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Adani on front foot despite Carmichael critics

Coal. Photo: Shutterstock

Indian conglomerate Adani remains confident in its embattled Carmichael coal project, despite growing pessimism from the banking sector and continued criticism from environmental groups.

The National Australia Bank earlier this month became the latest financial institution to say it would not fund the Indian company’s planned $16bn coal mine and rail project for Queensland’s Galilee Basin.

NAB joined a growing list of banks to rule out support for the project, including Standard Chartered – the former chief financier for the project – as well as the Commonwealth Bank of Australia.

Local Indigenous group the Wangan and Jagalingou Council, which is appealing against Carmichael in the courts, has urged Australia’s remaining ‘big four’ banks – Westpac and ANZ – to follow suit and say they won’t support the mine, either.

Despite this opposition, Adani remains positive.

Adani’s Australian chief executive, speaking with the Weekend Australian, said the company was determined to forge ahead after already spending nearly $3bn on the project.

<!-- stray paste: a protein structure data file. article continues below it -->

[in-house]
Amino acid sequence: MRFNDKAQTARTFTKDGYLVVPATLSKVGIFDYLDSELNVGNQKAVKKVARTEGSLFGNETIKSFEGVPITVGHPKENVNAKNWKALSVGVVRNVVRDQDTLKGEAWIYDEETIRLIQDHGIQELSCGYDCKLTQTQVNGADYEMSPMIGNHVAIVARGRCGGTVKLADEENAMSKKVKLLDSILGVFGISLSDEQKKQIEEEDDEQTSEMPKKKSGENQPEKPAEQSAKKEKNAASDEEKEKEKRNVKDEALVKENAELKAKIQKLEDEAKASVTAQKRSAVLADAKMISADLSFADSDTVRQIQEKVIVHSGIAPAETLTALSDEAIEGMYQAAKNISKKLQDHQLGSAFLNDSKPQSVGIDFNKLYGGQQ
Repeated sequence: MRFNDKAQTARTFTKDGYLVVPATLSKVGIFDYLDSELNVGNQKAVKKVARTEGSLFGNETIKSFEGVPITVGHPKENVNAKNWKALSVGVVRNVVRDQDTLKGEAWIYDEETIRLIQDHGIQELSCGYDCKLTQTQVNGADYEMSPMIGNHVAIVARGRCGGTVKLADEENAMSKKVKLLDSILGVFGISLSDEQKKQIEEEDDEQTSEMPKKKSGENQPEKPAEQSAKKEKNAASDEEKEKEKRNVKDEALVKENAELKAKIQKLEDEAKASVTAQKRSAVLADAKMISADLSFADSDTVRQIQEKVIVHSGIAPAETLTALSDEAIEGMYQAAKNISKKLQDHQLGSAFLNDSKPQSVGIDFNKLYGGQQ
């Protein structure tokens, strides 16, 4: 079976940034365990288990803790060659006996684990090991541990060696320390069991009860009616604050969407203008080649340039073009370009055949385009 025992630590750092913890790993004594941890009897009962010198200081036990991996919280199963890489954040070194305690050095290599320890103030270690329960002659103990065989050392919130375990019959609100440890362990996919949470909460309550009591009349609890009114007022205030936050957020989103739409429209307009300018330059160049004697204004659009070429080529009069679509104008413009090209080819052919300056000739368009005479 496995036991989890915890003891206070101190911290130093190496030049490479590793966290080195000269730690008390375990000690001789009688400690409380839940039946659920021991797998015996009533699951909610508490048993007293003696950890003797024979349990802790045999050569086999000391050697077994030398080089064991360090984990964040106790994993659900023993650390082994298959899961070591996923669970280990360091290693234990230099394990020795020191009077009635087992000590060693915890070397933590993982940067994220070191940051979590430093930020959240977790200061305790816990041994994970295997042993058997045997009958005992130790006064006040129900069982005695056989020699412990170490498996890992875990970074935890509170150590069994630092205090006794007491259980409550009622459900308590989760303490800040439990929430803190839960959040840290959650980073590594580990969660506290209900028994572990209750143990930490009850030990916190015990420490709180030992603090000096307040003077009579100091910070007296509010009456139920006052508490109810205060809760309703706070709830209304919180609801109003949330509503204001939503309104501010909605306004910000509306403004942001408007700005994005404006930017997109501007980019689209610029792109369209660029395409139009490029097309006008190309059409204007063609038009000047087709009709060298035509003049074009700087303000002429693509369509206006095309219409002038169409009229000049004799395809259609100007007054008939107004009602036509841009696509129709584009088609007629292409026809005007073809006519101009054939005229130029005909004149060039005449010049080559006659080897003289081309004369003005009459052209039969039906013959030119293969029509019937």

“This is a viable project for our company: we are not here for charity, we are not here to lose money,” chief executive Jeyakumar Janakaraj was quoted to have said.

“It is critical for us to secure long-term [coal] supplies.

“We are a large infrastructure and energy conglomerate, so providing energy security to India is a very key strategy as part of our business goals.”

Janakaraj’s comments are in stark contrast to those made by sustainable energy expert Tim Buckley this week.

Buckley, director of energy finance studies at the anti-fossil fuel Institute for Energy Economics and Financial Analysis, said on Tuesday that if Carmichael were to go ahead, it would become a “stranded asset”.

“Seaborne thermal coal markets remain oversupplied, and demand has weakened globally for the second year in a row,” Buckley said. “Structural decline of demand is evident.”

Buckley’s latest report, Adani: Remote Prospects, suggests the remote location of the proposed mine, and the lack of any existing commercial infrastructure, “mean the project continues to face prohibitively high capital cost”.

“The Carmichael coal proposal is commercially unviable at current or forecast thermal coal prices,” Buckley argued. “Fifteen of the world’s largest financial houses have either ceased working on the proposal or ruled out their involvement … In the meantime, global technological momentum has shifted toward the commercial rollout of renewable energy and energy efficiency.”

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